Until age 8, Eugene Standing Bear stayed with the family of his Uncle White Bull on the Pine Ridge Reservation in South Dakota while his mom Laura was busy on- and off-reservation. At Pine Ridge he learned a lot about the traditions of his people and the conflict that was underway between the old ways and the new ways. Now he entered a new phase of his life, learning more about white people.In the course of her travels Laura met up with her old classmate Levi Levering, who had earned a reputation at Carlisle as “a man of excellent character” and then, after leaving Carlisle in 1891, had become prominent back home in the town of Macy, Nebraska, on the Omaha reservation. The two married in 1914, and Eugene spent the rest of his childhood living among the Omaha people and attending various boarding schools (Pipestone, Santee…).
Levi was a strong advocate of Native Americans integrating themselves into white culture by going to school, while he also worked hard to preserve the beliefs and traditions of his people. After graduating from Carlisle and finding his way, he reported back to the school administration, echoing or confirming what he’d learned at school:
“A Carlisle graduate can do more for the betterment of his people if he can first help himself and determine what he can do. Then he is helping his people. I feel that what I am doing to lift myself, my family, and my people requires talent, education, and the force of character.”
Living with the Leverings
In 1914, Laura and her son Eugene began living on the Omaha reservation, where she found a teaching job, and where Eugene’s new stepfather worked at the Indian Agency.
With good corn land, the Omaha people were a relatively wealthy tribe. Eugene’s new stepfather, Levi Levering, was especially well off since he worked for the government as chief clerk on the reservation. The Leverings had a white, T-shaped, two-story frame house with five bedrooms, a spacious front room, a huge crystal chandelier, a black, coal-burning stove and even a phonograph; the old Edison model with stovepipe horn and cylindrical records. No one else on the reservation had a phonograph.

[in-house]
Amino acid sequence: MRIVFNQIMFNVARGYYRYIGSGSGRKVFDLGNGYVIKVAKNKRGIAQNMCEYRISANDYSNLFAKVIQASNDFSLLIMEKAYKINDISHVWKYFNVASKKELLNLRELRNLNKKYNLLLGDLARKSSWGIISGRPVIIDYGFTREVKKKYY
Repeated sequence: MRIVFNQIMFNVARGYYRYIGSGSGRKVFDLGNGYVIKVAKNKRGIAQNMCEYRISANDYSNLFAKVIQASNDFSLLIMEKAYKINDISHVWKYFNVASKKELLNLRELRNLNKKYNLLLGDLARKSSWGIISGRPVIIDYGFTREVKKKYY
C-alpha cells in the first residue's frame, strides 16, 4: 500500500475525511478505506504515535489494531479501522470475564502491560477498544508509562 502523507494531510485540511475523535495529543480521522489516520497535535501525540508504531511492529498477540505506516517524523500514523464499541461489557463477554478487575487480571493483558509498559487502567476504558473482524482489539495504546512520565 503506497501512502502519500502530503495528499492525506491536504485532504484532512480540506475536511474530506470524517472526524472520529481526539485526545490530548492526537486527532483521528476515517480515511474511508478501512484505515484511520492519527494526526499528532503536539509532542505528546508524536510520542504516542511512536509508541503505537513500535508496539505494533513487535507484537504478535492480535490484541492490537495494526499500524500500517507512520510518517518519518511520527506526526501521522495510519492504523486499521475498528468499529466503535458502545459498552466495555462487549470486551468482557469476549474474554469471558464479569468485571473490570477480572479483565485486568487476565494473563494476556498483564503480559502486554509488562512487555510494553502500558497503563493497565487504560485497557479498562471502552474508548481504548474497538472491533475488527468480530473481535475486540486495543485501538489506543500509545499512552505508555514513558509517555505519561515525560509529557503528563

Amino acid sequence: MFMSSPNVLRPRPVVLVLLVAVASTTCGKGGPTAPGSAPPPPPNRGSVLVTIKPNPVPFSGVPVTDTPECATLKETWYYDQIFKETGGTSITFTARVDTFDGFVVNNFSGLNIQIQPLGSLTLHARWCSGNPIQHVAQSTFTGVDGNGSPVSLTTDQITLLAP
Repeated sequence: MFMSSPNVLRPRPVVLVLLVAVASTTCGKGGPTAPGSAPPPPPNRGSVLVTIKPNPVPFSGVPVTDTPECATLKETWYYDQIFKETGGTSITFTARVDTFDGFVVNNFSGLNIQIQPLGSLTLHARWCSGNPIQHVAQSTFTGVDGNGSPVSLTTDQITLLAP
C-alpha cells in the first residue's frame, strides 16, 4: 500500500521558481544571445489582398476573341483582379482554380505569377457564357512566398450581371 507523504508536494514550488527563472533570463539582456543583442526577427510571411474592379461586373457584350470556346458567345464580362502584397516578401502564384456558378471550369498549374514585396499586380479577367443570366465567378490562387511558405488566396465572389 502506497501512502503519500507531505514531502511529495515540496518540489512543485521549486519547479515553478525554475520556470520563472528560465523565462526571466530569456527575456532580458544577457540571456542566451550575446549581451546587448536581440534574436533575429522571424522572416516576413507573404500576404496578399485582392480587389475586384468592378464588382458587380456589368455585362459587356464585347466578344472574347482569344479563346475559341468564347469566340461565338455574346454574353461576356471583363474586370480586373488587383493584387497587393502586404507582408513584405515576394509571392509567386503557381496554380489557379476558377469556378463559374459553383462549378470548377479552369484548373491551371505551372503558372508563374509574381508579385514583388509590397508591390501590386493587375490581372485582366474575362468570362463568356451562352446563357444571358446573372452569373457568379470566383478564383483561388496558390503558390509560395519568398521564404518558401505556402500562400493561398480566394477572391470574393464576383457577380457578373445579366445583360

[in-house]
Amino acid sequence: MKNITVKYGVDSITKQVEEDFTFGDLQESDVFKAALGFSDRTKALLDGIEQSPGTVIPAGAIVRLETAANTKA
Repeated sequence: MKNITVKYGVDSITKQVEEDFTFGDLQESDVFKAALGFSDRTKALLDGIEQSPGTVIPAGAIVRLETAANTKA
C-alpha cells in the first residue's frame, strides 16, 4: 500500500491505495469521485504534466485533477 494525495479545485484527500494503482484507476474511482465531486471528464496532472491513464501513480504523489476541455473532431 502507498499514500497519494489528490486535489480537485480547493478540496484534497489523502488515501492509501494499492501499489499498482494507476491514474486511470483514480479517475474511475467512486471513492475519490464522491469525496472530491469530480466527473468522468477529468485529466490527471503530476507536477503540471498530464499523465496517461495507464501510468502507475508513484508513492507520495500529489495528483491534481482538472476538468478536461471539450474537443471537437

Levi was prominent in the Presbyterian church, and on Sundays the Levering boys dressed up in knicker suits, hightop, shiny shoes and Buster Brown hats. Yes, the Leverings were quite well-off by Omaha standards, which made the more traditional families a little stand-offish toward Eugene’s stepfamily.
In the early years the Omaha tribe had lived in what is now Nebraska and Iowa, traditionally in wigwams (small birchbark houses), teepees, and longhouses. By 1900 they had been resettled on the Omaha reservation, a small patch of forest, prairie, sandstone bluffs, and rich farmland at the eastern edge of Nebraska along the banks of the Missouri River. Pronounced ah-MAH-hah, or ah-mong-hong, “Omaha” is translated to mean upriver people or people against the current.
Fitting, perhaps, since adjusting to life on the Omaha reservation was hard for Eugene… a struggle against several currents.
Use a stick
Most tribes at that time were clannish, and Eugene often heard Omaha boys muttering, “Shuh-uh Zhing-uh” (There’s that Lakota boy.) His mom warned him, “If you’re ever threatened by a group of boys or a bigger boy, use a stick to protect yourself.” Which is what he did one cold night outside the dance lodge when an older Omaha boy jumped Eugene from behind and threw him to the ground. Eugene scrambled to his feet, snatched up a three-foot stick, and beat the bully until he was bloody, screaming, and crying.
Eugene threw the stick aside and ran into the lodge to join his mother, who was sitting near the back of the room on a blanket on the floor watching the dancers. A few minutes later the door guards came in carrying the bloody, whimpering Omaha boy to the front of the lodge. The dancing stopped and several women began to moan with wide eyes. Eugene nudged his mother with his elbow, she leaned her ear toward him, and he panted in an excited whisper, “I did that.” Laura cringed, boxed him in the ear, and hissed, “Shush-h-h! Don’t let them know you did it.”